So, let's go even deeper still...
AerodynamicsIt is one thing to make an electric car efficient in storing, turning power into motion, and reclaiming it as well. But, any electric car has to keep an eye on any energy lost that isn't helping keep the car moving. First and foremost, we have energy lost to the air the car moves through. This is why the Volt has the shape it does, but a few tricks are interesting to call out.
The Volt takes advantage of the latter with a deep chin spoiler. Made of flexible rubber and missing the ground by just a couple inches - the Volt directs air around rather than under the body. The down-side is that the spoiler does drag on even slight imperfections and contours. Intersections that dip down then back up - you hear it rub. Pulling into driveways or parking lots that slant up from the road - drag again. It will either drive you crazy or you can think of it as a way you have something in common with an exotic sports car.
GM does offer a spoiler with more clearance as an accessory - but you'll have to accept a mileage penalty for letting more air get under the car.
2. Mirrors. They stick out on any car like ears. Catching air that is accelerated by being pushed up by the hood and away by the windshield. They are encountering air moving faster than the car and turbulent to boot. You might notice the Volts aren't smaller but they are held away on wings. This gets them out of the most turbulent air for enhanced aero efficiency. GM reports that they are good for an extra 0.5 miles of range with this design.
Rolling ResistanceTires not only hold up your car, they provide all the traction needed for accelerating, braking, and cornering. The negative is that they take energy away just to roll. Wizards at the tire companies have worked for years to make 'low rolling resistance' tires that attempt to have all the right amounts of traction with a minimum amount of drag. The Volt is equipped with Goodyear Assurance tires for that reason.
Battery packs are new additions to a car. Lithium Ion batteries also have specific needs to have long lives needed in a car that might drive a couple hundred thousand miles. There are things that engineers choose to do or not do that affect the reliability and safety of the batteries and the vehicle occupants.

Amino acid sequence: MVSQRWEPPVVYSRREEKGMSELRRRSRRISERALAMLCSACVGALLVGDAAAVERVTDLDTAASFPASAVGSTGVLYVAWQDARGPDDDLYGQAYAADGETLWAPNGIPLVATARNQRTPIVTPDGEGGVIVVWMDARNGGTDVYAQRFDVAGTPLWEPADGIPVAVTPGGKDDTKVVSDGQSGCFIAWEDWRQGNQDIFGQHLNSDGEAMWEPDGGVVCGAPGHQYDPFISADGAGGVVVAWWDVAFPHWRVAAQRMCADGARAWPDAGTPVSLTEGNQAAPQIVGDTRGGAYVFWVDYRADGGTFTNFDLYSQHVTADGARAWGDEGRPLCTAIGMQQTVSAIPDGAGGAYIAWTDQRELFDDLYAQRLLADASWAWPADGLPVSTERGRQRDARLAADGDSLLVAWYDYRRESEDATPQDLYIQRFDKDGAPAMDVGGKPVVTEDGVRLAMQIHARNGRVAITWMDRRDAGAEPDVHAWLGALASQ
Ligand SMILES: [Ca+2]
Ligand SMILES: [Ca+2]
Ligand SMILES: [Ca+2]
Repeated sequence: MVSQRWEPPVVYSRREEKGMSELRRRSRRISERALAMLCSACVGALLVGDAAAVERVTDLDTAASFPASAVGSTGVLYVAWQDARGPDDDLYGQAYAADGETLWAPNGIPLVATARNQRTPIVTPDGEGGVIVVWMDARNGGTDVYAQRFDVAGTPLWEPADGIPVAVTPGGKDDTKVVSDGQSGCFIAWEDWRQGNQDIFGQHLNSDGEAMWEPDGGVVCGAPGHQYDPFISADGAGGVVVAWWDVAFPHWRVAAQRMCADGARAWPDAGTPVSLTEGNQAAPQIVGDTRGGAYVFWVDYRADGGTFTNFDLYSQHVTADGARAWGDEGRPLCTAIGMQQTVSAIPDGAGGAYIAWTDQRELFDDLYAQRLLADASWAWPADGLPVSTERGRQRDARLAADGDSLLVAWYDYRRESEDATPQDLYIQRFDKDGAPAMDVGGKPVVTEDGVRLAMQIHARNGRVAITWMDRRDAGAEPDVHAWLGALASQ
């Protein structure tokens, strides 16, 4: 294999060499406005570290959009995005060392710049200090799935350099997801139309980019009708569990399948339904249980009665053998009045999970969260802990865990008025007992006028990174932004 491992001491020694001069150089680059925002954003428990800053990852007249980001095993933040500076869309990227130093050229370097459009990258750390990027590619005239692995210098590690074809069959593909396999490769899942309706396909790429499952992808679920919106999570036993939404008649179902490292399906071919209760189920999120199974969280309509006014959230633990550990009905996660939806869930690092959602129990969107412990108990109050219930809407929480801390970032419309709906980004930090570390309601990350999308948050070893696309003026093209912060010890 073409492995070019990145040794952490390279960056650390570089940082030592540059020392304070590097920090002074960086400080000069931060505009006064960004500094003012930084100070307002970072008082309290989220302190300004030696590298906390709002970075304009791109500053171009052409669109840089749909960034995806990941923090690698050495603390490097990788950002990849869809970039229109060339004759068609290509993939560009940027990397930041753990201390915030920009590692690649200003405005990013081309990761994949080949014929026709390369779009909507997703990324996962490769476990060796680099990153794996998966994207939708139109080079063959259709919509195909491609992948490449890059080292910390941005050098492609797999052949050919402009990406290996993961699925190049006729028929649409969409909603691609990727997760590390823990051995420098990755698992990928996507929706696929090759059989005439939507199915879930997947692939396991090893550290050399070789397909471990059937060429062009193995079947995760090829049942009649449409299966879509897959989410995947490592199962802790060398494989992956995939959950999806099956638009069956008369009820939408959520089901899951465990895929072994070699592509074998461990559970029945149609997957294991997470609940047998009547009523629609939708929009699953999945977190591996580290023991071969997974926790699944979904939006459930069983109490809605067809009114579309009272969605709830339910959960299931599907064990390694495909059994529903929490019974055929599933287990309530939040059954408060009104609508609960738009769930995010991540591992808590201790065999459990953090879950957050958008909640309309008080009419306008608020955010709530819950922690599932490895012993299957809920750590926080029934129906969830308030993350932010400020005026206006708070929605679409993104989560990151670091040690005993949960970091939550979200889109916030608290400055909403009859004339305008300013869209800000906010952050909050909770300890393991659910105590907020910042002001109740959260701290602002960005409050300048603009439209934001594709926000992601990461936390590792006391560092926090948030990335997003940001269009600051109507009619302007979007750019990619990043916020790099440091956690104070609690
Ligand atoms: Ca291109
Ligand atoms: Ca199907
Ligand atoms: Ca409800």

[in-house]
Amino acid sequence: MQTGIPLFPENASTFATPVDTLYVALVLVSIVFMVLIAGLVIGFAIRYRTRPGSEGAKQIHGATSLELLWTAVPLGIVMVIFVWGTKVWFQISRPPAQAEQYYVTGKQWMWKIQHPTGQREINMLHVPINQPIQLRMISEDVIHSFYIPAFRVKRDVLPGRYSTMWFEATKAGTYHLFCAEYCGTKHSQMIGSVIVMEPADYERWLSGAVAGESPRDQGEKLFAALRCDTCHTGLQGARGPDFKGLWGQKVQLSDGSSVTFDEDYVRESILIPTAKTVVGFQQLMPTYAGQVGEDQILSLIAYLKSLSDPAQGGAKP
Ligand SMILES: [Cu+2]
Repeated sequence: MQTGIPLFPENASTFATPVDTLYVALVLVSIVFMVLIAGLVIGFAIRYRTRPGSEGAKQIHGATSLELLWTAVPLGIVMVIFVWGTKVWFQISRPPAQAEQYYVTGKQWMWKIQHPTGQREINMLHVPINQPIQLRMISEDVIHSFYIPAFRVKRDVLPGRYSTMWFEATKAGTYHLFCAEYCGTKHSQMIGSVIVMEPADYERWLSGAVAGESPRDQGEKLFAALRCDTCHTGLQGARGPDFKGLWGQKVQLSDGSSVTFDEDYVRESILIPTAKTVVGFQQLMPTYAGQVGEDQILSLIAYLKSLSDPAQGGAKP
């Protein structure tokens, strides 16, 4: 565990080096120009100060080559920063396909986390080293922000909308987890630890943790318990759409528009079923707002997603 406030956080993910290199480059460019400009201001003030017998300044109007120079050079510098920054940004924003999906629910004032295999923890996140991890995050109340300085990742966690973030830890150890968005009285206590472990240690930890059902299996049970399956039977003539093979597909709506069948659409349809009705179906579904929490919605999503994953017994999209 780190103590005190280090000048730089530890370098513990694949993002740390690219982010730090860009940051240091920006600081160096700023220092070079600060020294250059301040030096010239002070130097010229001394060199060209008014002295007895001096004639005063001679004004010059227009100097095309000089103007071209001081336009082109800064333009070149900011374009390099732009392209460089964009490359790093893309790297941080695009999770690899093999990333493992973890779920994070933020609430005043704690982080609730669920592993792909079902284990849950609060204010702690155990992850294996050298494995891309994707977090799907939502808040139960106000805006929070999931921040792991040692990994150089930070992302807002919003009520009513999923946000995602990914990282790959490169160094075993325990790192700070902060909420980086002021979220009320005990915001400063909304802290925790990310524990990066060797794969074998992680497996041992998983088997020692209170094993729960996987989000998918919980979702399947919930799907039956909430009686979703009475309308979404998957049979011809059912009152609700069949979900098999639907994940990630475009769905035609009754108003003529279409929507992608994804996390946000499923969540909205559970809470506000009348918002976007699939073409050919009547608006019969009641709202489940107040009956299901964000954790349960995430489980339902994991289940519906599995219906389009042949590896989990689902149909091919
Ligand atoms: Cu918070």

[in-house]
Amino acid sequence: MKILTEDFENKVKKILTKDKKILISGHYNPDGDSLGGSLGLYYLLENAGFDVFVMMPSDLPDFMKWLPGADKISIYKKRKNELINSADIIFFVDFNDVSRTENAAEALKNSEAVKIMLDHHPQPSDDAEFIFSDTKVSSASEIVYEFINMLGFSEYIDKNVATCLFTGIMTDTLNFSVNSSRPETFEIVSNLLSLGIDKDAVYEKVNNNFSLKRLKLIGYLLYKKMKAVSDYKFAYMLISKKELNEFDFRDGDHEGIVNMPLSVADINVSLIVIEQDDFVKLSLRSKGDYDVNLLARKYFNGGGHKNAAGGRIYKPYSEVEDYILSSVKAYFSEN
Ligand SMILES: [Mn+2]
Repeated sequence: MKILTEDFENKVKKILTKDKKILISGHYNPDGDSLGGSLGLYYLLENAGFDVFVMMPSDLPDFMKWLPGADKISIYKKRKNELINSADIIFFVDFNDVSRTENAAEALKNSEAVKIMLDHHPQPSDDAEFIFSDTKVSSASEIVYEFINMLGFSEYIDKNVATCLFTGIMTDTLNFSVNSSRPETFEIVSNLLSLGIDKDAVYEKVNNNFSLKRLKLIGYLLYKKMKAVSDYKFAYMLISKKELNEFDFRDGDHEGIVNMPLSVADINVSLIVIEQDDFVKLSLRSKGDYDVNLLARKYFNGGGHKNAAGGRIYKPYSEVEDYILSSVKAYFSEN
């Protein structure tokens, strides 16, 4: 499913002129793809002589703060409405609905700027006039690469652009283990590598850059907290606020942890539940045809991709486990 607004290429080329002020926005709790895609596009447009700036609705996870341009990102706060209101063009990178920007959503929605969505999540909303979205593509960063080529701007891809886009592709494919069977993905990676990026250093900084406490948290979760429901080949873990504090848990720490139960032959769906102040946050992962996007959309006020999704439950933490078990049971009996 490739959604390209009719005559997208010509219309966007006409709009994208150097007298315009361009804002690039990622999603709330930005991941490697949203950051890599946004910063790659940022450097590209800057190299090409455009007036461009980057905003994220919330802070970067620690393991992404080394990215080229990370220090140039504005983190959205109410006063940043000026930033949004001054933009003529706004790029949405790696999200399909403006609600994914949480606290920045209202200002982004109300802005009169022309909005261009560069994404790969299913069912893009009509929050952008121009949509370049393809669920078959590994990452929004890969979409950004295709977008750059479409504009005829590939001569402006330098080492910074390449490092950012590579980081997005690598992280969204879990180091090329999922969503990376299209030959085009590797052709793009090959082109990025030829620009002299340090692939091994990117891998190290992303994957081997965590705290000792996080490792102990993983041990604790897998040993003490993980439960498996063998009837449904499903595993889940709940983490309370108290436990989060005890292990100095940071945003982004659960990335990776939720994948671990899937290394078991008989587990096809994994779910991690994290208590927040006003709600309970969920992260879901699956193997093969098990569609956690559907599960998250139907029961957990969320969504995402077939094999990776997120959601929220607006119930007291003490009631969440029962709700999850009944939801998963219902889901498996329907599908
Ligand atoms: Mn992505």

1. Lifespan of the battery. A Lithium based battery, like we mentioned earlier, doesn't react well to full charges or discharges. GM's answer is to equip the Volt with a larger than needed pack and never fully charge or discharge the cells - extending their range. Another piece to long-life is temperature extremes. A pack like that in a Volt, Leaf, or Fisker Karma do not like getting overly cold or overly hot. A way to control this temperature is to give the pack it's own dedicated climate control system. GM has decided to design in the ability for the Volt to heat or cool its pack to keep it within a healthy temperature range, but that is expensive.
Recently, you might have heard a controversy concerning Nissan Leaf owners and range loss in their cars. While Nissan has ultimately decided that this was due to many of these cars being driven more than the designed for 12k miles per year - meaning that are more than a year into owning them as far as the engineers are concerned (figure that 18k miles would mean that the battery is more like 1.5 years of battery life into its driving).
Also, many of these drivers also live in very hot climates (Arizona, for example). It might be significant to note that the Leaf has a heating system for its battery, but no cooling - depending on air-flow to keep the pack from overheating. This allows the Leaf to come in at a lower cost, but might ultimately end up meaning that Leafs (Leaves?) could take a certain hit in battery life-span. Time will tell.
2. Fire. Some time ago, the US government agency, NHTSA, conducted a crash test of the Volt. It was highly publicized that the Volt caught fire after the crash.
What was not necessarily covered well was that it was well over a week after the crash test when this happened. Also, while NHTSA drains the fuel tanks of all crash test 'victims' the Volt's battery pack was left charged - leaving behind the energy needed to cause a fire. Even so, Chevrolet performed a running change and recalled 8000 Volts to install body reinforcements to prevent any intrusion into the battery pack area that could lead to a fire.
It seems that the fire risk of battery equipped cars isn't unique to the Volt (recently, the Fisker Karma, another extended range electric, also had some bad press when a pair of their cars were lost to fire while in customer hands - though at least one of those was tied to a faulty cooling fan, not the battery pack). Even with thousands of battery powered cars on the road, equipped with unfamiliar technology to many, the fire risk does not appear to be significant compared to 'conventional' cars.
So, the Volt is a high-tech car that has its own challenges that are largely shared with others of its ilk. Something that any owner should keep in mind if considering one of their own.
Next up, our conclusion to our multi-part review of the Chevrolet Volt - Is it a Real Car?